HELLP Syndrome Workup

Updated: Jun 16, 2022
  • Author: Huma Khan, MD; Chief Editor: Ronald M Ramus, MD  more...
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Imaging Studies

Although rare, large-vessel vasculopathy could result in hepatic infarction or subcapsular hematomas. If suspected (usually correlated with worsening hepatic function test results), CT scanning or MRI should be obtained. Hepatic ultrasonography may reveal increased echogenicity in irregular, well-demarcated areas of the liver. [22, 2]


Histologic Findings

Hepatic endothelial disruption and subsequent platelet activation, aggregation, and consumption lead to distal ischemia and hepatocyte death, which can be segmental or apparent diffusely throughout the liver. [35] Since HELLP tends to involve smaller terminal arterioles, characteristic histiologic features are periportal or focal parenchymal necrosis with hyaline deposits of fibrinlike material in the sinusoids. [36, 37, 38] If larger-vessel vasculopathy occurs, hepatic infarction or subcapsular hematomas may result, both of which would require imaging studies such as MRI or CT scanning. [39]



Two common classifications used to predict maternal morbidity and mortality were described in and are known as the Mississippi and the Tennessee classifications.

The two methods of classification, while useful, should not be regarded as a hard and fast rule. Partial HELLP syndrome, as per the Tennessee classification, can progress to the complete form. In addition, increased eclampsia and higher perinatal morbidity and mortality have been demonstrated in patients with HELLP syndrome, [40] while those with Mississippi class 3 disease have been shown to exhibit hepatic rupture. [41, 42]

Mississippi classification

The Mississippi classification divides HELLP syndrome into 3 classes based on platelet count, AST or ALT levels, and LDH levels.

Class 1, which has an approximately 13% incidence of bleeding, is associated with the highest maternal morbidity and mortality rates and longest recovery time. Patients in this class have a platelet count less than 50,000/µL, liver dysfunction with AST or ALT levels greater than 70 IU/L, and hemolysis as evidenced by an LDH level greater than 600 IU/L.

Class 2 includes platelet counts from 50,000-100,000/µL with AST, ALT, and LDH levels similar to those in class 1. Class 2 has an 8% incidence of bleeding.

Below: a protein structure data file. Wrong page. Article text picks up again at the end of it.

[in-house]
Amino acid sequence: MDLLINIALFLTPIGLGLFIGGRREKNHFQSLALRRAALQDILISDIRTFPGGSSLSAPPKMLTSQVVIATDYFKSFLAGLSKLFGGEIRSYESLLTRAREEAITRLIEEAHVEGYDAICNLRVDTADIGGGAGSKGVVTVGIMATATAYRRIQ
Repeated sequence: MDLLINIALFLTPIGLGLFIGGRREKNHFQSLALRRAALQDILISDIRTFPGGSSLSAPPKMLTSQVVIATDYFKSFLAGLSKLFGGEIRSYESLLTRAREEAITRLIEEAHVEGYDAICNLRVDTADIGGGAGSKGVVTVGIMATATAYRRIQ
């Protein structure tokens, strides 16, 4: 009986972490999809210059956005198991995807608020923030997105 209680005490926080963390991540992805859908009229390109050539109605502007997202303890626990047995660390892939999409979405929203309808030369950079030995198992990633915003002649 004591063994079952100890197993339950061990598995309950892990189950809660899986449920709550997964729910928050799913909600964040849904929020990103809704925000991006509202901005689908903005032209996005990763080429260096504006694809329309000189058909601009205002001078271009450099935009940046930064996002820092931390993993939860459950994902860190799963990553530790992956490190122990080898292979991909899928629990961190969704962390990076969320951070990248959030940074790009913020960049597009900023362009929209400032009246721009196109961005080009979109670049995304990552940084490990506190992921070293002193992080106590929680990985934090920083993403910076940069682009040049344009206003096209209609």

The mild form of HELLP, class 3, has a platelet count from 100,000-150,000/µL, AST and ALT greater than 40 IU/L, and LDH greater than 600 IU/L, with no increased risk of bleeding.

The more severe the class, the longer the recovery time postpartum. [25, 41]

Table 2: Mississippi Classification of HELLP Syndrome (Open Table in a new window)


Class 1 (Severe)

Class 2 (Moderate)

Class 3 (Mild)






≥70 IU/L

≥70 IU/L

≥40 IU/L


≥600 IU/L

≥600 IU/L

≥600 IU/L

Incidence of bleeding



No increased risk


Tennessee classification

The Tennessee classification describes HELLP as either complete or partial.

Complete HELLP is defined as hemolysis with an abnormal peripheral smear finding and an LDH level greater than 600 IU/L or bilirubin level greater than 1.2 mg/dL. Patients with complete HELLP have platelet counts less than 100,000/µL and AST levels over 70 IU/L.

Partial HELLP describes severe preeclampsia plus some features of HELLP. These features are further defined as LP, or low platelet syndrome (slightly thrombocytopenic but no hemolysis or liver dysfunction); EL, or elevated liver enzyme syndrome (mildly elevated liver enzymes but no hemolysis or thrombocytopenia); HEL syndrome (hemolysis, elevated liver enzyme levels, but no thrombocytopenia); and ELLP syndrome (elevated liver enzyme levels and low platelet counts, no hemolysis). [41]

Complete HELLP syndrome is characterized by the following:

  • Platelet count of 100,000/μL or less

  • AST or ALT levels of 70 IU/L or more

  • LDH (or bilirubin) (with hemolysis as evidenced on abnormal peripheral smear) levels of 600 IU/L (≥0.2 mg/dL) or more

Partial HELLP syndrome is characterized by severe preeclampsia plus one of the following:

  • ELLP: Elevated liver enzyme levels, thrombocytopenia, no hemolysis

  • EL: Mildly elevated liver enzyme levels, no thrombocytopenia, no hemolysis

  • LP: Thrombocytopenia, no hemolysis, normal liver enzyme levels

  • HEL: Hemolysis, liver dysfunction, no thrombocytopenia


Laboratory Studies

Laboratory evaluation should include the following:

  • Type and screen

  • Complete blood cell (CBC) count: Thrombocytopenia, anemia with possible reticulocytosis

  • Coagulation studies: Normal prothrombin time, 50% may have prolonged activated partial thromboplastin time

  • Peripheral smear: Schistocytes, helmet cells, and burr cells secondary to microangiopathic hemolytic anemia

  • Serum aspartate aminotransferase/alanine aminotransferase (AST/ALT) levels: Elevated secondary to liver dysfunction

  • Lactate dehydrogenase (LDH) level: Elevated secondary to liver dysfunction or hemolysis

  • Complete metabolic panel (CMP): Elevated blood urea nitrogen (BUN)/creatinine with acute renal failure

  • Bilirubin level: Increased secondary to hemolysis

  • Haptoglobin level: Decreased secondary to hemolysis

  • Fibrinogen levels: Low secondary to increased coagulation

  • D-dimer: Increased due to fibrinolysis/DIC

Laboratory abnormalities apparent in HELLP syndrome and the recovery time postpartum required for normalization of these findings are summarized in Table 1. [24, 2]

Table 1: Laboratory Findings in HELLP Syndrome (Open Table in a new window)

Laboratory Test

Possible Result


Recovery to Baseline (in Number of Hours or Days Postpartum)



24-30 hours


Hemolysis or liver dysfunction

3-5 days


Liver dysfunction

3-5 days




Platelets (CBC)


6-11 days

Hemoglobin/Hematocrit (CBC)








Liver dysfunction



Increased coagulation and secondary fibrinolysis